If you are having any physical issues where your speech is impacted, it’s difficult to know without prior experience if Medicare will pay for those associated costs. Speech-language pathology (also known as speech therapy) issues at this age can be a symptom of other medical issues, so keep reading to see how Medicare will cover these.

Does Medicare Pay for Voice Therapy?

The short answer is that, yes, Medicare does cover speech-language pathology. The treatment is more commonly known as speech therapy or speech therapy services. If you suffer an accident that physically damages your throat, vocal cords, or parts of the brain responsible for speech and swallowing, you may require speech therapy in order to maintain your quality of life.

Speech therapy often includes:

  • Assessing and diagnosing children and adults for difficulty swallowing, speaking language, and communication problems
  • Practicing conversational speech
  • Using certain cues to remember or recognize words
  • Relearning lost communication skills
  • Rehab services to recover hearing loss
  • Augmentative and alternative communication for those who have lost the ability to express themselves via speech

Original Medicare Costs for Speech Therapy

Most speech therapy is performed at outpatient facilities by specialists. Your Medicare Part B benefits will help pay for most of this care. This means that after you pay your annual Part B deductible of $233, you will then be responsible for your 20% coinsurance cost of the Medicare-approved amount of your treatment.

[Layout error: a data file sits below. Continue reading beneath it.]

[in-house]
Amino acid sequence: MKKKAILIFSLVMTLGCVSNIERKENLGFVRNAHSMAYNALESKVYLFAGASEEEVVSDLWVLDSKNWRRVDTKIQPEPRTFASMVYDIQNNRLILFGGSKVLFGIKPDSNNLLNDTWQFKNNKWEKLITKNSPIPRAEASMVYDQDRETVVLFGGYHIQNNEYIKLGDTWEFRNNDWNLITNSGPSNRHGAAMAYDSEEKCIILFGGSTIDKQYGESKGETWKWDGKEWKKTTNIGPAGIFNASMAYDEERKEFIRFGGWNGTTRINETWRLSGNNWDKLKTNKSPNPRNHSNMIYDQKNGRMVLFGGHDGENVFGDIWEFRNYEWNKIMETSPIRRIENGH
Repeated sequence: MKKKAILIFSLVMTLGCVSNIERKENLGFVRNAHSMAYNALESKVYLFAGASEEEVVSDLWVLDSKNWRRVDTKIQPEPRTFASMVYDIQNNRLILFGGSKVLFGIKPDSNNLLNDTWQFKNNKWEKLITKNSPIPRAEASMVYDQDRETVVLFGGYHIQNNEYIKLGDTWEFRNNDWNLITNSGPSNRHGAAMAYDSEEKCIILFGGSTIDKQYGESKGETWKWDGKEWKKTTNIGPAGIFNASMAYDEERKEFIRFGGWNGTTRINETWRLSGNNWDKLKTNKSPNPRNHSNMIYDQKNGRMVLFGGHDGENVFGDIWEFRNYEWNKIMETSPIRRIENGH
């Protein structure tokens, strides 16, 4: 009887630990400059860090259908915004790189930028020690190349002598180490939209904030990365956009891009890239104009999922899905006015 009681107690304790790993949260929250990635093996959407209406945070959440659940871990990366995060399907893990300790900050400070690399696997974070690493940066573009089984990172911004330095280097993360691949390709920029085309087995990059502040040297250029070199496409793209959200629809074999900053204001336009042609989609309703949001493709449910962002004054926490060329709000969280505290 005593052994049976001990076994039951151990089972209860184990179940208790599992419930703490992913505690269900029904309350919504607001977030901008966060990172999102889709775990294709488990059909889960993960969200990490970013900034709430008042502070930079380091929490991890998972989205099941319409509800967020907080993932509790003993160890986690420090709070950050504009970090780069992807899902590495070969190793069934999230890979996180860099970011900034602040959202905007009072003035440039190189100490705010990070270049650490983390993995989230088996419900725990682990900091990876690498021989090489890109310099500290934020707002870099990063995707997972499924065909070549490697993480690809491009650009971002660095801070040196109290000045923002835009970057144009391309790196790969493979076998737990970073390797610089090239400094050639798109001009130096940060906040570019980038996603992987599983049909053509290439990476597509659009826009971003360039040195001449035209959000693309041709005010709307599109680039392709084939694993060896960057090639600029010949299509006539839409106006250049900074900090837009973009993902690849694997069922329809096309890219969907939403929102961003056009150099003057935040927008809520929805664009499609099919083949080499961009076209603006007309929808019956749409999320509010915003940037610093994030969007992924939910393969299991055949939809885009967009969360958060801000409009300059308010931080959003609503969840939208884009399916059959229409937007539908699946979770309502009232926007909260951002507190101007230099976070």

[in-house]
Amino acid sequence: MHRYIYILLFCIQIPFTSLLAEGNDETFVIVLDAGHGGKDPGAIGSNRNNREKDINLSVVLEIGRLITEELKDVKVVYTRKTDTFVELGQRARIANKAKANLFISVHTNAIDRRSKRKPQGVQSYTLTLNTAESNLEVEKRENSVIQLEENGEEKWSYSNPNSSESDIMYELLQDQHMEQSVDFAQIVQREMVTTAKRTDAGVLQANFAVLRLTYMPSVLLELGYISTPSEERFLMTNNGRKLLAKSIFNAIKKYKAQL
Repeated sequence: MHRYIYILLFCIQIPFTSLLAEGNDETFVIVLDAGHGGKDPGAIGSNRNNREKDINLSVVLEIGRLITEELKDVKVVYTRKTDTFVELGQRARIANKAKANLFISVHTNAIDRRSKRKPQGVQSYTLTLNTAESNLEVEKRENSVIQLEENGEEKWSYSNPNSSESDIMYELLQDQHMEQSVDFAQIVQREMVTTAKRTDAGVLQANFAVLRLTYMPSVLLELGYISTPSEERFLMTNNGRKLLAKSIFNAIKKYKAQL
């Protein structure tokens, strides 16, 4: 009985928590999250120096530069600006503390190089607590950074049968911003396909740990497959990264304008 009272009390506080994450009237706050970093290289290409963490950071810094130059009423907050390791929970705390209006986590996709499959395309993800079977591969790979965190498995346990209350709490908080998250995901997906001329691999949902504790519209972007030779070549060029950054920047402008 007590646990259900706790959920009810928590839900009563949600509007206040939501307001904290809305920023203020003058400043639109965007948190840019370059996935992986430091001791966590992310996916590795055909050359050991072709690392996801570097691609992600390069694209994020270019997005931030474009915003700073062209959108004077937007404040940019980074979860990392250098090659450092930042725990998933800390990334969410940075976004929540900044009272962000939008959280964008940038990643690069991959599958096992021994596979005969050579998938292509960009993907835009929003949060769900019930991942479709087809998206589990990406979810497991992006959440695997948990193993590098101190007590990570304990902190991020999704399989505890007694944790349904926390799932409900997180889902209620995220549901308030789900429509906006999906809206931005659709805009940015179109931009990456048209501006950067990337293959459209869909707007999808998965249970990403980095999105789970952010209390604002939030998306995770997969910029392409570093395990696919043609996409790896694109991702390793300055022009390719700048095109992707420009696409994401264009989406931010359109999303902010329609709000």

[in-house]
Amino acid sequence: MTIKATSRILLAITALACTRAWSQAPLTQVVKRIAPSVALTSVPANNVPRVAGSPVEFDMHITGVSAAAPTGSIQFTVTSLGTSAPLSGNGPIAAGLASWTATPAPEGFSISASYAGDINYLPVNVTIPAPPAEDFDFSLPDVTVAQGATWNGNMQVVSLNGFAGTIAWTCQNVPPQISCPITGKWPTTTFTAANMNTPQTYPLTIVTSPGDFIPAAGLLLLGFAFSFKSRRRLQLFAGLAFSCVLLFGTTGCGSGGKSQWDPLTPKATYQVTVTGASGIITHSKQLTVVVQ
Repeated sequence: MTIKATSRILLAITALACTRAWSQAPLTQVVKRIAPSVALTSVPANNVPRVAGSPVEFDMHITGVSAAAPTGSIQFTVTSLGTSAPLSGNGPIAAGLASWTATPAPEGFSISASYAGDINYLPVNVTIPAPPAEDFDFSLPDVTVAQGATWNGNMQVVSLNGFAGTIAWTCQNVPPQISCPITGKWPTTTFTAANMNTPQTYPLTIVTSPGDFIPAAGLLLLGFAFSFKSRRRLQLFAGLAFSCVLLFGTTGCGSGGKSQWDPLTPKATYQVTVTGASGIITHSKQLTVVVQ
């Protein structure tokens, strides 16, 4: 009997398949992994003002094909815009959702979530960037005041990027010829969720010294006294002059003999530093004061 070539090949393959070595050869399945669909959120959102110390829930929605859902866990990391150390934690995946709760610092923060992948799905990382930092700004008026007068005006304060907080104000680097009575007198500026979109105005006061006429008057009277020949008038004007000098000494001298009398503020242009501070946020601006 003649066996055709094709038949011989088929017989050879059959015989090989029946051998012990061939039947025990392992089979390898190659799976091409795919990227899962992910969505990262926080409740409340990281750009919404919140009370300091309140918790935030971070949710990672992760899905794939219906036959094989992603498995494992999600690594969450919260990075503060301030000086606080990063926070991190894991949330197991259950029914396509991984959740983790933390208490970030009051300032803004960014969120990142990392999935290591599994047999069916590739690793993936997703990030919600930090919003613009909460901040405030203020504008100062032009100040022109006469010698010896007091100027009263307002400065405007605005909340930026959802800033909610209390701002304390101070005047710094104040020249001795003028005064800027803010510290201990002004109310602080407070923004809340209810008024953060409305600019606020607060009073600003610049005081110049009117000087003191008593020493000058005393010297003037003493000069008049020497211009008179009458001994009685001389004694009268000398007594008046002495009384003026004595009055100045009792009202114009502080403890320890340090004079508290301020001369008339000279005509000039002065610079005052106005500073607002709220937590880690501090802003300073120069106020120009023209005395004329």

However, you may need speech therapy due to an acute problem like a stroke. Your Medicare Part A hospital benefits will help pay for any speech therapy you receive in the hospital. If that visit starts a new benefit period, you could be charged:

  • $1,556 for your Part A deductible

  • On day 61, [GCBB#part-a-inpatient-coinsurance-days-61-90] per day in coinsurance costs

  • If you stay for more than 100 days, you will have to pay for your speech therapy and other hospital costs 100% out of pocket

Speech Therapy Limits and Spending Caps

Original Medicare used to put caps and limits on how much specialist care (like speech therapy) an individual could receive. Thankfully, those caps were removed in 2018.

Today you can get unlimited speech therapy services as long as your doctor can prove they are medically necessary.

There is a spending threshold of $2,150 that you will have to hit before Medicare starts asking questions about your treatment. You can still receive therapy, but your healthcare provider must use different codes. This helps the CMS know that you have passed your spending limit. After you pass that limit, all future therapy must be strictly medically necessary. But it may become progressively harder to prove necessity over time. You are more likely to get your claims denied once you pass this spending limit.

Additional Speech Therapy Services